Presentation on theme: "Emerging psychosocial risks related to OSH: expert forecast"— Presentation transcript:
1 Emerging psychosocial risks related to occupational safety and health – an expert forecast
2 Emerging psychosocial risks related to OSH: expert forecast An "emerging OSH risk" is understood to be any risk that is both1) new - the risk was previously non-existent and is caused by new processes, new technologies, new types of workplace, or social or organisational change; or a long-standing issue is now considered to be a risk due to new scientific knowledge or a change in public perception, and2) increasing - the number of hazards contributing to the risk and the likelihood of exposure to the hazards are rising, and the effects of the hazards on workers’ health are getting worse.
3 Emerging psychosocial risks related to OSH: expert forecast The expert forecast on emerging psychosocial risks was carried out in 2003 and 2004 by means of the Delphi method (with a five-point Likert scale).Three questionnaire-based surveys were completed. 62 experts in the first survey round, and 79 experts in the second and third rounds, were invited to participate. The response rate: 45% (1st r.), 27% (2nd r.), and 21% (3rd r.).The experts represented 13 EU Member States, the USA and the ILO, and had at least five years’ experience in the field of occupational psychology.
4 Emerging psychosocial risks related to OSH: expert forecast The experts proposed 42 psychosocial risks, and rated eight of these risks as strongly emerging, and 19 as emergingThe survey results were supplemented by a review of the scientific literature on key topics identified by the experts, focused on:the prevalence of the emerging risks, health and safety outcomes, and need for future research;examples of possible preventive measures at national and company level
5 Emerging psychosocial risks related to OSH: expert forecast The 10 most important emerging psychosocial risks identified in the survey(NB: MV > 4: risk strongly agreed as emerging; 3.25 < MV ≤ 4: risk agreed as emerging)
6 Main emerging psychosocial risks identified related to New forms of employment contracts and job insecurityThe OSH risks for the ageing workforceWork intensification - high workload and work pressureHigh emotional demands at work, violence and bullyingPoor work-life balanceThe use of more precarious contracts together with the trend towards lean production and outsourcing.The survey findings will be discussed and consolidated in a workshop dedicated to psychosocial risks in the workplace.A further aim of the workshop will be to explore concrete, practical ways to tackle the psychosocial emerging risks identified in this forecast, as well as to stimulate EU research networking activities related to the priorities identified.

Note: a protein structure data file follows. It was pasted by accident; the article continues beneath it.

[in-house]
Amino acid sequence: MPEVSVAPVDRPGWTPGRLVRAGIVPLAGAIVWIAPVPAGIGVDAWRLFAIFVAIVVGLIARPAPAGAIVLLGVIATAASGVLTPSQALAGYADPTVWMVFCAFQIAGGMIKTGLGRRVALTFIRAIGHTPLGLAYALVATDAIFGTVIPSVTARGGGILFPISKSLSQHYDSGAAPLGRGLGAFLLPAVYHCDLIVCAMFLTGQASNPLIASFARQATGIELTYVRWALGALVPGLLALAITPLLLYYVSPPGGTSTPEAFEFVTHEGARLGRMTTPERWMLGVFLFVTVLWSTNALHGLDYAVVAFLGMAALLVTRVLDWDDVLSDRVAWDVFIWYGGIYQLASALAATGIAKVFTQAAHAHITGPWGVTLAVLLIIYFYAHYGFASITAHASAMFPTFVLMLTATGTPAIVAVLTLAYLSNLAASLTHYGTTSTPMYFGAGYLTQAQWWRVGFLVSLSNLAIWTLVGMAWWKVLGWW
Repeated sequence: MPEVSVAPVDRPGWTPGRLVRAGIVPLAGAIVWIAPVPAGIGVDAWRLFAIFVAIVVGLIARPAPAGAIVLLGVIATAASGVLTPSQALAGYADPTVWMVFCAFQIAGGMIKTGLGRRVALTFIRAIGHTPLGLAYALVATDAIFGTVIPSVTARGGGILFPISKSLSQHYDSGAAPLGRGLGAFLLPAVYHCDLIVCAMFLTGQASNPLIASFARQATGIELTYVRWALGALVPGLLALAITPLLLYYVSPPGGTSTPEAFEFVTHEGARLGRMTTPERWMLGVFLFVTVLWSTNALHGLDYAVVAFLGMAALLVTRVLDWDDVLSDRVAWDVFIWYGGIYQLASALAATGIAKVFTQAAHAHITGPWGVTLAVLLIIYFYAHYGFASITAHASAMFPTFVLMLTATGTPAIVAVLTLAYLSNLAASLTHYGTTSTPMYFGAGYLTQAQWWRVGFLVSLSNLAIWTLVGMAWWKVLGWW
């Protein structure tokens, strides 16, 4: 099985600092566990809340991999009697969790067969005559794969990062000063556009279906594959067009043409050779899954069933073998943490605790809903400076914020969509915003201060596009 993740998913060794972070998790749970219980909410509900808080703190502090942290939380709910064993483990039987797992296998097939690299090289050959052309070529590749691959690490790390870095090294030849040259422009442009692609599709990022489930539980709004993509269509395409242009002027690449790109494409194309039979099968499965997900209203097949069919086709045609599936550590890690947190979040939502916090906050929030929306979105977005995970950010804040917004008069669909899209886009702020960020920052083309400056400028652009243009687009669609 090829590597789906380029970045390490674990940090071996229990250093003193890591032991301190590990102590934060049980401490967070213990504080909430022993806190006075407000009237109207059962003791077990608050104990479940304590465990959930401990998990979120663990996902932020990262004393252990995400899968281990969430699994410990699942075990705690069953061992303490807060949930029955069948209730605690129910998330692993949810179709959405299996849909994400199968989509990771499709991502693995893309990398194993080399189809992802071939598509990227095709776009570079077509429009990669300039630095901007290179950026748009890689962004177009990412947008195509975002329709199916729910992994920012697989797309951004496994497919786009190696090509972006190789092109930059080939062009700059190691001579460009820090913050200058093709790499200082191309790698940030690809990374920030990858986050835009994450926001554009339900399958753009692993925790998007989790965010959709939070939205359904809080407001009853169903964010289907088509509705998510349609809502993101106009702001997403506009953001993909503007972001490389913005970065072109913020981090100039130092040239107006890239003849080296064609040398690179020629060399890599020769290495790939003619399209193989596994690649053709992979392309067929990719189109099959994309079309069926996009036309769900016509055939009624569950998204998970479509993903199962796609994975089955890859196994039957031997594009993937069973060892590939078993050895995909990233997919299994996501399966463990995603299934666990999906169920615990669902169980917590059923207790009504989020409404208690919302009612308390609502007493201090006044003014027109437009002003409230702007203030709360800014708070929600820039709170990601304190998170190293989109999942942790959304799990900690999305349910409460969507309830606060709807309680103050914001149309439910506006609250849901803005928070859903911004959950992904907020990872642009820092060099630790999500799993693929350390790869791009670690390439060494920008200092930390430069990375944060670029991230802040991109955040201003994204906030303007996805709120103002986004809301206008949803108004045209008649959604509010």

7 (1) New forms of employment contracts and job insecurity Workers on precarious contracts tend to carry out the most hazardous jobs, work in poorer conditions and receive less OSH training.Moreover, working in unstable labour markets can give rise to feelings of job insecurity and increase work-related stress.
8 (2) OSH risks for the ageing workforce Older workers are more vulnerable to the hazards resulting from poor working conditions than younger employees.The failure to provide ageing workers with life-long learning opportunities additionally increases the mental and emotional demands made upon them.Good working conditions have to be provided and tailored to the needs of each employee, including ageing workers.
9 (3) Work intensification - high workload and work pressure Many workers are handling growing amounts of information, having to cope with higher workloads and greater pressure at work.Some workers, particularly those in new forms of employment or highly competitive fields, may fear having their efficiency and output assessed more closely, and hence tend to work longer hours to finish tasks, without proper compensation and social support.
10 (4) High emotional demands at work, including violence and bullying Although this issue is not new, it is of great concern, especially in the growing and increasingly competitive service and healthcare sectors.Violence and bullying were also identified as a contributing factor to the increased emotional demands being made on workers.
11 (5) Poor work-life balance Uncertain casual work, high workloads and variable or unpredictable working hours can lead to a serious conflict between the demands of work and private life - especially when there is no possibility for the workers to adjust them to their personal needs.The result is a poor work-life balance, which has a detrimental effect on a worker’s wellbeing.
12 Workshop on emerging psychosocial risks (Brussels, 8-9 April 2008) to discuss and consolidate the results of the expert forecastto explore concrete, practical ways to tackle the psychosocial emerging risks identified in this forecastto stimulate EU research networking activities related to the priorities identifiedthe summary of the seminar is available at:
14 Emerging psychosocial risks related to OSH: expert forecast More information available at:Agency’s information on stress:Publication:European Risk ObservatoryEuropean Agency for Safety and Health at Work:Thank you for your attention!It will bring together high-level representatives from the OSH community – and possibly from further disciplines concerned with the issue – as well as policy-makers and social partners.